Despite the evidence of a high risk for DVA in psychiatric patients and its serious consequences on patients and their families, detection rates of DVA remain low. Around 10–30% of cases are detected by psychiatric service providers [26]. Clinicians often report barriers to ask for experiences of concurrent DVA. These barriers include the fear to confront and offend patients or the fear to induce false memories [27], and perceived lack of knowledge and expertise to address the abuse [28]. Moreover, after the detection of DVA, treatment plans rarely take these experiences of DVA into account [25]. These figures are alarming and indicate that a great need to invest in interventions to improve the identification of DVA victimization and provision of mental health services addressing the prevention of DVA (re-)victimization among psychiatric patients. Although there is little research on this subject, some have suggested the use of an individual screenings tool to improve detection of and outcomes for domestic violence in women [29]. However, a Cochrane systematic review of screening in primary care found that this did not increase referrals to services specialized in DVA nor did it decrease experienced DVA in victims [29]. These results suggest that information dissemination on DVA to professionals and patients and a screenings tool for DVA in isolation does not create consistent, sustainable improvements in identification and response to DVA.

As was shown in studies [13, 30], identification rate of victims of DVA by health care professionals can increase with a sustainable training of professionals and changes in policy including the implementation of a referral and care pathway within health care systems. Apart from a positive effect on detection rate, these type of interventions result in more referrals to specialist services for DVA [13, 30].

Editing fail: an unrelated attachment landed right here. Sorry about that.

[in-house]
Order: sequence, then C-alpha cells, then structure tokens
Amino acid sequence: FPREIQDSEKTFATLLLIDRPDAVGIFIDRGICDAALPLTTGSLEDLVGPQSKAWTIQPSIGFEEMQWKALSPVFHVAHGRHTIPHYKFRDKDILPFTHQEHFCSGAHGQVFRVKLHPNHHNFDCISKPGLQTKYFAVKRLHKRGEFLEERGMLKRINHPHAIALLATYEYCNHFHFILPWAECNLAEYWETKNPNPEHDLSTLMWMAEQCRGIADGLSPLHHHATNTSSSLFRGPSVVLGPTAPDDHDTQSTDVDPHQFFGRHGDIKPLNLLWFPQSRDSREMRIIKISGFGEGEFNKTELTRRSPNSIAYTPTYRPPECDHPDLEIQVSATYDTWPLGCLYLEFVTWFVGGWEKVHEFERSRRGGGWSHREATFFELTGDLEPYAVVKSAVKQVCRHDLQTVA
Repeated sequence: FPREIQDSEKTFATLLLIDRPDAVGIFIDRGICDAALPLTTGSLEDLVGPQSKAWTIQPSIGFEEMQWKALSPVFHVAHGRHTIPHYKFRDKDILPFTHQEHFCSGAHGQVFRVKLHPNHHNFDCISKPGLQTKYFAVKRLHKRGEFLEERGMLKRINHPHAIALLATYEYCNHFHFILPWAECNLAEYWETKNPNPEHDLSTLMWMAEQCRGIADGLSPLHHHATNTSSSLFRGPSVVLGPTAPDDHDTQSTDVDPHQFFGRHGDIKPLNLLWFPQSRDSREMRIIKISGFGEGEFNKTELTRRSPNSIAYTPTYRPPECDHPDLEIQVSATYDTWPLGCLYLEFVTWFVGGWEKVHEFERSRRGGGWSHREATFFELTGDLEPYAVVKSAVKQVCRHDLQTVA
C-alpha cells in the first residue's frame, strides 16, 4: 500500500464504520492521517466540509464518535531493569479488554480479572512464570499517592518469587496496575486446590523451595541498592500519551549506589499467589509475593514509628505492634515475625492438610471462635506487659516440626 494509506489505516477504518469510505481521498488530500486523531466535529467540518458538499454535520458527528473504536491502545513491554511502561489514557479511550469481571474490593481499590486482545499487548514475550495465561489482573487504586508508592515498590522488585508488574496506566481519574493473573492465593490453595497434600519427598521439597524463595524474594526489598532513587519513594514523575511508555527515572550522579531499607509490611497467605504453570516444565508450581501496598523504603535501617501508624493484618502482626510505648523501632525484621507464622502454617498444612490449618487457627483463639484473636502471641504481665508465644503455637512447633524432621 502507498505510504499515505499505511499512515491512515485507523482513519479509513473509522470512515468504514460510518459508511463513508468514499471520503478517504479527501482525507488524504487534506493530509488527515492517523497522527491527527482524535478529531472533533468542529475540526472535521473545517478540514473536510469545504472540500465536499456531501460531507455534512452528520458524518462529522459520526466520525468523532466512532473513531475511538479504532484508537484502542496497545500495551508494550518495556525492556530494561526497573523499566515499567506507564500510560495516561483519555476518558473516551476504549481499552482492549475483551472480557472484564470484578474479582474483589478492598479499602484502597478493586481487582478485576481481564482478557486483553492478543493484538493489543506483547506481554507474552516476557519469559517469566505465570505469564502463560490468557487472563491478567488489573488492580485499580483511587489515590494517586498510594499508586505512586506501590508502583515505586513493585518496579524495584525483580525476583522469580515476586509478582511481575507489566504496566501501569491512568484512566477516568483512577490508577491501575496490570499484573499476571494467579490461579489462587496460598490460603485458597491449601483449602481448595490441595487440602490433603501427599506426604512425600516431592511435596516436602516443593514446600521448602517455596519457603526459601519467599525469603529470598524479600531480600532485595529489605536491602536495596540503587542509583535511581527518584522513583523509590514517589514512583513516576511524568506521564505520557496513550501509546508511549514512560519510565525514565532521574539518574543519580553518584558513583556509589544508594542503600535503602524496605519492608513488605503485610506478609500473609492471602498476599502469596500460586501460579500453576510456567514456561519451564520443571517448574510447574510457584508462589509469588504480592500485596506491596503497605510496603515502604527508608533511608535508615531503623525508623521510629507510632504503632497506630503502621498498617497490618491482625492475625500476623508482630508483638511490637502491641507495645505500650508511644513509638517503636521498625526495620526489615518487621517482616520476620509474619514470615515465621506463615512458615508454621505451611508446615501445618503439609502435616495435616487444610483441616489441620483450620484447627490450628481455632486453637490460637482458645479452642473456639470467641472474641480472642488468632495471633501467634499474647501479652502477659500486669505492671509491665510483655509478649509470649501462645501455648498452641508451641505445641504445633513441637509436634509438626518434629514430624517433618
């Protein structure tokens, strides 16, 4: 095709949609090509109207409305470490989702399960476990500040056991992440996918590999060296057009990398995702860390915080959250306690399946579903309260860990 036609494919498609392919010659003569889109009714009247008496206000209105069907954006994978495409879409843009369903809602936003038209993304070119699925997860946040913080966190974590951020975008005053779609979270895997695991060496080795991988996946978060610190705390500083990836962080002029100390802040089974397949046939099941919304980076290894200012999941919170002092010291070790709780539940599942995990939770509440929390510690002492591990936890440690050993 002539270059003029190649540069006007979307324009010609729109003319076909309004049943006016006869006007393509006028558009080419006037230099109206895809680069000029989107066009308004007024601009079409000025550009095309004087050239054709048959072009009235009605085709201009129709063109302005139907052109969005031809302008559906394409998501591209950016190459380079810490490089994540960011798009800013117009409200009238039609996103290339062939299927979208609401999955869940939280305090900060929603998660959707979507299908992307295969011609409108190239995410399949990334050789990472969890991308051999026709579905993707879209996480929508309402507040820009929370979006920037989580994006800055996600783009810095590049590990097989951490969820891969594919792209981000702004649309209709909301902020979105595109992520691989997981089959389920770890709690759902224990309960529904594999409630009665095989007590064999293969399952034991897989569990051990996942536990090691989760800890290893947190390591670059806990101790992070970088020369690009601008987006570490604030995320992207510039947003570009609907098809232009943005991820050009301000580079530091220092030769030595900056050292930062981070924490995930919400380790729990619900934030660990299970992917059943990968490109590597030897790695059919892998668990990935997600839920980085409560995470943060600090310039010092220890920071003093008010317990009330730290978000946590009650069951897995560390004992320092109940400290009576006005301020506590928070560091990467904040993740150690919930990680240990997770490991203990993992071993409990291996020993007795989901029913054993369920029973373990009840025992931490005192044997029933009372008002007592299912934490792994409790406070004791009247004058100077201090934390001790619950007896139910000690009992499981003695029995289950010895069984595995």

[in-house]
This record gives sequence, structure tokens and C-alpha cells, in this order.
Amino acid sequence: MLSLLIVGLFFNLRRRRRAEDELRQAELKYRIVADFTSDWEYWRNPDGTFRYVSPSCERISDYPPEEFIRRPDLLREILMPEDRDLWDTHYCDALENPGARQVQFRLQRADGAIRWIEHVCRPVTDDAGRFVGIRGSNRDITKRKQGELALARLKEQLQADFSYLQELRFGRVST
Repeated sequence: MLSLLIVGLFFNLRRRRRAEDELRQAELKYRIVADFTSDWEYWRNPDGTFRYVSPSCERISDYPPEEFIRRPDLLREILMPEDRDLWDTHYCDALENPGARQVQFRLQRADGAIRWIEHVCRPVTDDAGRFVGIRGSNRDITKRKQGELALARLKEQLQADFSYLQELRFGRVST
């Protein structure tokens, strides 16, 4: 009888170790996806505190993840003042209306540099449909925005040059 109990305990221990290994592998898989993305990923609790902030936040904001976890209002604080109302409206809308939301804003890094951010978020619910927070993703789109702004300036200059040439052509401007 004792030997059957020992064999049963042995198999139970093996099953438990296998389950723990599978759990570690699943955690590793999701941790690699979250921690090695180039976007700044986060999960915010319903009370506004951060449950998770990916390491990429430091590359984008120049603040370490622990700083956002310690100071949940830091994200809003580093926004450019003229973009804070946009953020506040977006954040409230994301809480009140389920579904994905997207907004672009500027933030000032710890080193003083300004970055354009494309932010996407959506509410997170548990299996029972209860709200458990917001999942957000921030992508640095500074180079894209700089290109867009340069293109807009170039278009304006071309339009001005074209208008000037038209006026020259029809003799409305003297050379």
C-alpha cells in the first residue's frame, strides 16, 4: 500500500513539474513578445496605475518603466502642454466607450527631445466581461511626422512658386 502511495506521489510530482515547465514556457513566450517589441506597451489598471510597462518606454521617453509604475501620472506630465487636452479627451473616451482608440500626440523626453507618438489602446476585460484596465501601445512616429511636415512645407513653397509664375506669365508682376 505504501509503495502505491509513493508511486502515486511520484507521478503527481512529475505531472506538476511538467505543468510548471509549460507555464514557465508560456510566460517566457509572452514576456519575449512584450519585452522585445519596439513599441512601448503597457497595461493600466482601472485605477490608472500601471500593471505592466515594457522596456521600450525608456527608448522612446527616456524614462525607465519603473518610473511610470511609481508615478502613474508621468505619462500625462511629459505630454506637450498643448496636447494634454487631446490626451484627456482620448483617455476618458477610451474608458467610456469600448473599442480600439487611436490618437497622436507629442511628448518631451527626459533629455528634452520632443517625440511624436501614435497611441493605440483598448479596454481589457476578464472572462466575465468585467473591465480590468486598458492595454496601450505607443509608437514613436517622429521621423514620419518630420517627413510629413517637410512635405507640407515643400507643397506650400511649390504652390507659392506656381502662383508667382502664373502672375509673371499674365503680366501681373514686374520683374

The BRAVE study is informed by the Linking Abuse and Recovery through Advocacy (LARA) pilot study in mental health services and Identification and Referral to Improve Safety (IRIS) cluster trial in primary care conducted in the United Kingdom [13, 30], as both of these studies showed promising results. Detection and referral rates increased after a multi-faceted intervention was provided to clinical teams which included training by the DVA sector and a referral and care pathway which included referral to the DVA sector; the level of functioning and abuse experienced by psychiatric patients in the LARA study was measured and also improved [31]. The BRAVE study is the first randomized controlled trial which focuses on males and females who have a mental illness.